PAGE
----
CONTRIBUTING EDITOR: MAUREEN SHAW
The 2018 election cycle is shaping up to be quite exciting and is filled with candidates who are prepared to fight the GOP establishment and promote a progressive agenda.
One such candidate is Brianna Westbrook, who is running for the U.S. House, representing Arizona’s 8th Congressional District. If elected, she will become the first openly transgender Congressperson and has vowed to support DREAMers, a liveable wage, quality public education and Medicare for All.
I spoke with Ms. Westbrook about prison reform, immigration and what keeps her grounded.
MS: What are your core values and how do they shape how you lead?
BW: I admire strength, courage and determination, which come from life experiences that shape and guide us. Strength often means standing firm like an oak tree and weathering the storm for what we know is right, consequences be damned. Other times our strength is seen in our willingness to bend like a willow and understand another’s perspective, to hear another’s story, to know we can bend without breaking.
Courage is staying the course in the face of opposition, not without fear, but despite it, and I’ve been emboldened by other dreamers and rebels who protest injustice and inequity.
My concern for the people who depend on me and the promises I’ve made to them give me the determination to get up each day and walk further and fight harder.
MS: One of your central issues is ending private prisons. The vast majority of Arizona’s private prisons are owned by GEO Group, which owns more than 100 facilities across the United States. How do you plan to take on such a large corporation?
BW: I support H.B. 3227, sponsored by Senators Bernie Sanders and Raul Grijalva. The “Justice Is Not For Sale Act” addresses the need to end private prisons, and the effect of profit incentives and incarceration quotas on inmates, their families, detainees, and the American people.
The need to end private prisons intersects with other critical issues, such as immigration, bail and criminal justice reform, but while politically powerful corporations profit tremendously from mass incarceration, America will continue to lose. The U.S. incarcerates nearly 800 per 100,000 people, whereas most countries around the world incarcerate fewer than 150, which signals significant flaws in our criminal justice system.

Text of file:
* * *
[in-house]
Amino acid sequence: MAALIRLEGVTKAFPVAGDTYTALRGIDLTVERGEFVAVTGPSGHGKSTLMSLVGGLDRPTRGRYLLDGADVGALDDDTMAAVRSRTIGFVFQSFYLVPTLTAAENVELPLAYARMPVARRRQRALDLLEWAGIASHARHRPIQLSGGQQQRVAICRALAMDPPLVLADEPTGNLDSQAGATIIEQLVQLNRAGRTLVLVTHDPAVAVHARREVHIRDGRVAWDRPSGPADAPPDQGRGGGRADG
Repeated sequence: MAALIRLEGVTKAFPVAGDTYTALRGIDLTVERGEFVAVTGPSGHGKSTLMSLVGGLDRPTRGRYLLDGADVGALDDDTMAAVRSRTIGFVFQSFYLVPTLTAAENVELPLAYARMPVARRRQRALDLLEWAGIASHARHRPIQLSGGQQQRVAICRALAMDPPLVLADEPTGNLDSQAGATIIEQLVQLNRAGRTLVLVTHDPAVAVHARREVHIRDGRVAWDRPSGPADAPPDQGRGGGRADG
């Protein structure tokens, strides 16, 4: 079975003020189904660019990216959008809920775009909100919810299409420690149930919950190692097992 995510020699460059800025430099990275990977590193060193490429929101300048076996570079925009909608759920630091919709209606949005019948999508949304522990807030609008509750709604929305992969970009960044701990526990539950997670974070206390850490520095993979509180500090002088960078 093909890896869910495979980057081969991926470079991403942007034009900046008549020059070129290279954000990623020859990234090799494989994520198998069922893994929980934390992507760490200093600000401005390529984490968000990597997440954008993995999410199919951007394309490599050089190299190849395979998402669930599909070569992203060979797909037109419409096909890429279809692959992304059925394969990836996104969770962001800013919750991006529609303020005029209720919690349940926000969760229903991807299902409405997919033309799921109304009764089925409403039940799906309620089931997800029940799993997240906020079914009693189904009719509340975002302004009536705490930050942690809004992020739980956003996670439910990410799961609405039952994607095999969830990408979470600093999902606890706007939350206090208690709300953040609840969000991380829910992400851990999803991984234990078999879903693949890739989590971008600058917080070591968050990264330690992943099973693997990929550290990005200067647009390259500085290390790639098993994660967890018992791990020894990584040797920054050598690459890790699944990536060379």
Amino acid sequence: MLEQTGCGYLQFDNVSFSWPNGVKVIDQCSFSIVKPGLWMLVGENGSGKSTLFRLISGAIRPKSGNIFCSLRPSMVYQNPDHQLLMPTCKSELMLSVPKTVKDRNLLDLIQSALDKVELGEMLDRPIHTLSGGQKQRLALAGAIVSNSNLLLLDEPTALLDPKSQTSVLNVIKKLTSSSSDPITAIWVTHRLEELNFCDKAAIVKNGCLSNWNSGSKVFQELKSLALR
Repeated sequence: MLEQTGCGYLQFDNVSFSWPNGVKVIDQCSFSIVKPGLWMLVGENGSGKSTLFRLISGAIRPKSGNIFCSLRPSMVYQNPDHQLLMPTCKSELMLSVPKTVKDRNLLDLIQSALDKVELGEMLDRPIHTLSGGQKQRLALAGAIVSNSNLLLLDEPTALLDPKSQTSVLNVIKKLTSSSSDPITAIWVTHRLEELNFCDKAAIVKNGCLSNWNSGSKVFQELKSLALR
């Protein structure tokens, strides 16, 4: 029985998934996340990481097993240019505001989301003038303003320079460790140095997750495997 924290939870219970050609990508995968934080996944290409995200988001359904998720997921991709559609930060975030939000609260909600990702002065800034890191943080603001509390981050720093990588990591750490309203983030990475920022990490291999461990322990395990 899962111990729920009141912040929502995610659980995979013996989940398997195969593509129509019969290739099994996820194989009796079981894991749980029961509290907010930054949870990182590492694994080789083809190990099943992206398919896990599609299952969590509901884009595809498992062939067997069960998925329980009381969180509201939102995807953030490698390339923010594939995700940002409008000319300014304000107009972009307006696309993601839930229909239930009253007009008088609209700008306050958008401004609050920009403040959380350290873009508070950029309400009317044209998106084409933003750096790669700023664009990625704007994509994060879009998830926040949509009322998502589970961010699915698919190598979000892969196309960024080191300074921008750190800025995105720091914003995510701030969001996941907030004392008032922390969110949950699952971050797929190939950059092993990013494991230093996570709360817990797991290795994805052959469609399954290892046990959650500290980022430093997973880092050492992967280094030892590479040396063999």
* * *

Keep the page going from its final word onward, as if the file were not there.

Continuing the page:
The outrageous profits earned by wealthy corporations increase the more beds are filled, just like hotels. Inmates are human beings whose lives should not be traded on the stock market like pork bellies, and correctional facilities should not earn profits commensurate with the number of beds filled.
One way to reduce our prison population is to legalize cannabis at the federal level and decriminalize drug abuse. Addiction is part of a more significant mental health crisis and should be treated accordingly.
The GEO Group is a key player in an industry that earned profits of $629 million in 2015, and are aggressive lobbyists. Despite their wealth, their correctional facilities nationwide have come under increasing scrutiny, as their cost-cutting methods include reduced staffing, inadequate training for employees, inadequate monitoring, and overcharging inmates and their families for phone calls and banking. I believe Congress will compromise, and I’m also confident that as GEO comes under greater scrutiny worldwide, their greed will be part of their downfall.
MS: You’ve overcome a lot of chaos in your life. What grounds you? What inspires you?
BW: My life has been a wild ride so far, and I don’t expect that to change anytime soon! I think the constant unpredictability as I was growing up and the many changes I’ve been through helped make me adaptable to any situation. I tend to keep a pretty cool head, no matter what happens.
I’m grounded by my daughter and young people all over the world who will inherit this earth and everything we’ve done to it. I have to know I did everything I could to protect and defend what was right.
As I’ve traveled throughout my district and our state, I’ve learned that everyone has a unique story to share about the journey that brought them to this point and their hopes and dreams for the future. These are the people and the stories that inspire me.
MS: Arizona has a very high population of undocumented immigrants and, as you well know, the current administration is very hostile towards immigrants. If elected, what would your immigration policies look like?
BW: First, ending private prisons is integral to immigration reform.
Second, DACA was not intended to be a permanent immigration policy. Amid the continuing controversy, one fact is clear: Congress must find a way to get a solid immigration plan passed.
Immigration to the United States is based upon the following principles: the reunification of families, admitting immigrants with skills that are valuable to the U.S. economy, protecting refugees, and promoting diversity.
A viable immigration plan must consider factors on multiple levels, including economics and our nation’s safety, and should support America’s stronghold as a defender of civil rights. Families make up our communities, and Arizona’s families should not be sliced apart like they are merely a line item on a budget sheet.
MS: How do you balance parenting, work and running for office? How do you relax?
BW: When I need balance in life, I generally will center myself by listening to music. “Passenger” is one of my favorite artists. I enjoy the acoustic versions of his songs; they touch my soul. I also enjoy classic 90’s hip-hop and classic rock. I also enjoy hiking with my daughter and our two boxers, Deacon and Zara. My daughter and I enjoy nature, so on a day off you can find us hiking trails in Payson or Sedona. Horton Creek Trail in Payson is one of my favorites. It’s off the grid, and there is a small stream that runs through it. My daughter’s favorite is Oak Creek Canyon in Sedona.